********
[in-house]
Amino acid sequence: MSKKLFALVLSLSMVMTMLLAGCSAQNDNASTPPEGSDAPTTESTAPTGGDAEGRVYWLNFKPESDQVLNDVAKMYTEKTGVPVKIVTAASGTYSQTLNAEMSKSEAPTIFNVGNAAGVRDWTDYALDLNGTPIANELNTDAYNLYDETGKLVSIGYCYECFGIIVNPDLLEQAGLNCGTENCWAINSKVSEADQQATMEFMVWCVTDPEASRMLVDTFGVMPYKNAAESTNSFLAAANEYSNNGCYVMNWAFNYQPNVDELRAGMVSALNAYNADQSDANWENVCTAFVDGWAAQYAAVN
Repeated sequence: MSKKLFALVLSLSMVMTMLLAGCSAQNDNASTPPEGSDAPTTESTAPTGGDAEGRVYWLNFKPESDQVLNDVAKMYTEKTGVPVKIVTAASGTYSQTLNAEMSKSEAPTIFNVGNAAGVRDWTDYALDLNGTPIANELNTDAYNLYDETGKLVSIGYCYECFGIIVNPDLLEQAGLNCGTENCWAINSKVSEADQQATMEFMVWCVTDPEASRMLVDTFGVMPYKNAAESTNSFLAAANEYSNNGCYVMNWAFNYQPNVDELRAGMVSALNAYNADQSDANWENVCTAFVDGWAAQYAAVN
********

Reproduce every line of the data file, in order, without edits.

[in-house]
Amino acid sequence: MSKKLFALVLSLSMVMTMLLAGCSAQNDNASTPPEGSDAPTTESTAPTGGDAEGRVYWLNFKPESDQVLNDVAKMYTEKTGVPVKIVTAASGTYSQTLNAEMSKSEAPTIFNVGNAAGVRDWTDYALDLNGTPIANELNTDAYNLYDETGKLVSIGYCYECFGIIVNPDLLEQAGLNCGTENCWAINSKVSEADQQATMEFMVWCVTDPEASRMLVDTFGVMPYKNAAESTNSFLAAANEYSNNGCYVMNWAFNYQPNVDELRAGMVSALNAYNADQSDANWENVCTAFVDGWAAQYAAVN
Repeated sequence: MSKKLFALVLSLSMVMTMLLAGCSAQNDNASTPPEGSDAPTTESTAPTGGDAEGRVYWLNFKPESDQVLNDVAKMYTEKTGVPVKIVTAASGTYSQTLNAEMSKSEAPTIFNVGNAAGVRDWTDYALDLNGTPIANELNTDAYNLYDETGKLVSIGYCYECFGIIVNPDLLEQAGLNCGTENCWAINSKVSEADQQATMEFMVWCVTDPEASRMLVDTFGVMPYKNAAESTNSFLAAANEYSNNGCYVMNWAFNYQPNVDELRAGMVSALNAYNADQSDANWENVCTAFVDGWAAQYAAVN